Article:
When the chill is on, we undaunted horse lovers are wrapped mummy-like against the elements waddling to the barn or pasture to provide care for our equine companions. While our four-legged friends aren’t lacking for life’s essentials, they do often miss out on physical and mental stimulation. Exercise and training routines are often sporadic and keeping your horse’s mind and body active during the winter months can be a challenge. However, there are fun and stimulating activities to keep your horse engaged and better prepared to return to work when warmer days arrive.
- Target training – Make a target using anything that’s easy for your horse to see and for you to manipulate. A piece of PVC pipe, a crop, or a plastic cone will work. You’ll also need a reward. Carry a bag of small treats or know your horse’s favorite scratching spot. The idea is to teach your horse to first touch and then follow a target. Begin by holding the target near your horse’s nose. If she touches it, immediately use a cue phrase such as “Good girl!” (or boy) in a high-pitched and enthusiastic voice. Use this voice and phrase cue specifically for target training. Follow the verbal cue with your reward, the scratch or small treat. If your horse is a treat hog, do this work from the other side of a fence or stall door. Only reward with a treat or scratch when she’s performed the behavior you want. Once your horse masters this exercise standing still, teach her to follow the target at the walk. This training can be transferred to other tasks such as trotting in hand and trailer loading.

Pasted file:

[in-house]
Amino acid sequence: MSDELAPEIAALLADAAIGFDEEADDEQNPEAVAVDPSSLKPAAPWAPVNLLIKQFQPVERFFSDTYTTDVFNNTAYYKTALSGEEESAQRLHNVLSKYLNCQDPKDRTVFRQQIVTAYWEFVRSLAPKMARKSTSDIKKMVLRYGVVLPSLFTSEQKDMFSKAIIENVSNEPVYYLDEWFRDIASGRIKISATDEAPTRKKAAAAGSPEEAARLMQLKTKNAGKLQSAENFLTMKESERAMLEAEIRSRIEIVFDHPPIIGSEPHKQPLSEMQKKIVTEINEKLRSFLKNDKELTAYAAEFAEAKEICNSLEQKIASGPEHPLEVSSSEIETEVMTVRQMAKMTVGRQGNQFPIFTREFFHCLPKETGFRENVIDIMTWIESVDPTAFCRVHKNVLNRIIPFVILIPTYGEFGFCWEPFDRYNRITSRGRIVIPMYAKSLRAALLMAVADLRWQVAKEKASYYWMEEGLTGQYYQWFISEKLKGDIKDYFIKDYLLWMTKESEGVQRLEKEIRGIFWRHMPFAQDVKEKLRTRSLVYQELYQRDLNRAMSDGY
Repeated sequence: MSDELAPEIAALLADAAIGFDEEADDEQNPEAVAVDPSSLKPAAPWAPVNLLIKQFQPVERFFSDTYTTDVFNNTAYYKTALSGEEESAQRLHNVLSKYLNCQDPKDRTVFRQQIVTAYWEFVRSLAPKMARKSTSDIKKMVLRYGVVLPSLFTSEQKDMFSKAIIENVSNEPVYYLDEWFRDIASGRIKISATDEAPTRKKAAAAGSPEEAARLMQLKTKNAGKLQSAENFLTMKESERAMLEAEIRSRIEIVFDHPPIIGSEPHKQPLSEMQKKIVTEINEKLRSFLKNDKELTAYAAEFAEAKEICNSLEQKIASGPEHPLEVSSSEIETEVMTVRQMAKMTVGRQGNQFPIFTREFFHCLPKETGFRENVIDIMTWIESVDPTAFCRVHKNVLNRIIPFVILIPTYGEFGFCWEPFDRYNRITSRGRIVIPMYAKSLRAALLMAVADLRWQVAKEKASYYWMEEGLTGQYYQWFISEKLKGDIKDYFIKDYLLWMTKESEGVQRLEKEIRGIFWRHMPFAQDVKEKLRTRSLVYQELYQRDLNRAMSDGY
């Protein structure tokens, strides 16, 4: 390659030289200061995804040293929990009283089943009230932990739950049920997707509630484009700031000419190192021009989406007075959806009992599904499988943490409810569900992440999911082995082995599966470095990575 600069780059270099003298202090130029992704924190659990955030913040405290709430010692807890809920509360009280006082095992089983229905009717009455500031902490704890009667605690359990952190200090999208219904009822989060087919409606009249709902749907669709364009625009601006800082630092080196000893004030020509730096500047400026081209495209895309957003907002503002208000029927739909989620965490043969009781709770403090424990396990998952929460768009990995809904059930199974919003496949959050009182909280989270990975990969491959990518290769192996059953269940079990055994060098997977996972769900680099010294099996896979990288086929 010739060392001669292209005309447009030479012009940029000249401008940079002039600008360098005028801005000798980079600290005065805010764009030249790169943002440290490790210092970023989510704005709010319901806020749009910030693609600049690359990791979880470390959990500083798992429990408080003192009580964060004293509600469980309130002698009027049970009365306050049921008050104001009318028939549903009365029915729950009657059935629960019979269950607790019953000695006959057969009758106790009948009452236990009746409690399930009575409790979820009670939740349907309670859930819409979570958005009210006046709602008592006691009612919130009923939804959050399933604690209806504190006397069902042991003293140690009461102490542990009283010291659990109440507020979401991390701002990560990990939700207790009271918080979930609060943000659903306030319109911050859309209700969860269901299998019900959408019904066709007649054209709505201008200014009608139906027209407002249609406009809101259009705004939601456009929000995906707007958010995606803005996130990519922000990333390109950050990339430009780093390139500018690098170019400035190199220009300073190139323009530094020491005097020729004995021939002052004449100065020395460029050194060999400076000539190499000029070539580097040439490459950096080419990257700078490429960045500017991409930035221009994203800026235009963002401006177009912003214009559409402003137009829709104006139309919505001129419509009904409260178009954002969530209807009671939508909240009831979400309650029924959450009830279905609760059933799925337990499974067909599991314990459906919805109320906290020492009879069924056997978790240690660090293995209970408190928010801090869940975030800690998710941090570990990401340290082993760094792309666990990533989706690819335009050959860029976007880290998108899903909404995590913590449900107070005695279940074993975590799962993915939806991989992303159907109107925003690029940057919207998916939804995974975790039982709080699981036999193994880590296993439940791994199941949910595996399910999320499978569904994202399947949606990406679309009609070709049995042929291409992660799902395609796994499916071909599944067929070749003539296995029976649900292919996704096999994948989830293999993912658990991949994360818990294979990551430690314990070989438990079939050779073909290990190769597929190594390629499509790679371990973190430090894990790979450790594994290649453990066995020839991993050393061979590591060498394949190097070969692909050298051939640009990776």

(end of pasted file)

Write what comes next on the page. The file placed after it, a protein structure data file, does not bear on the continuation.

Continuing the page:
- Desensitization – Winter is the perfect time to work on your horse’s confidence. Empty feed bags are inexpensive (free!) and effective equine bravery builders. They can be used to sack your horse out and as a walk over obstacle. Despite their size and the crinkly noise they make, your horse will be intrigued by their attractive aroma. Work with your horse in a roomy space – a stall will be too confining and claustrophobic if she gets scared. Introduce the bag folded small at first to make it less intimidating. Hold it in front of your horse and encourage her to investigate it. Touching and nibbling at it shows confidence. The next step is to rub your horse’s shoulder in a relaxing grooming motion. Then work your way up her neck and over her body. Stop anytime she becomes tense, take a break, and go back to a point where she was more comfortable. You can also lay the bag open on the ground and invite your horse to examine and eventually walk over it. Move on to tarps as your horse’s confidence grows.
- Cavalletti – A few poles are all you need to create a challenging walk-over course. Use your barn aisle, lane, or any area that’s shielded from the elements and has safe footing. Cavalletti will engage your horse’s mind and encourage her to flex joints and activate muscles. Outfit your horse in splint boots to protect her legs in case she takes a misstep. Set poles on the ground 3-4 feet apart – adjust based on the length of your horse’s stride. Start with them in a straight line and graduate to a staggered pattern, a curve, a fan, or even circled like the spokes of wagon wheel. As your horse masters each challenge, add new elements such as elevating the opposite end of every other pole or raising one or more poles off the ground a few inches. Increase the complexity of patterns by stages that are within your horse’s comfort zone so that it’s challenging and fun without being stressful.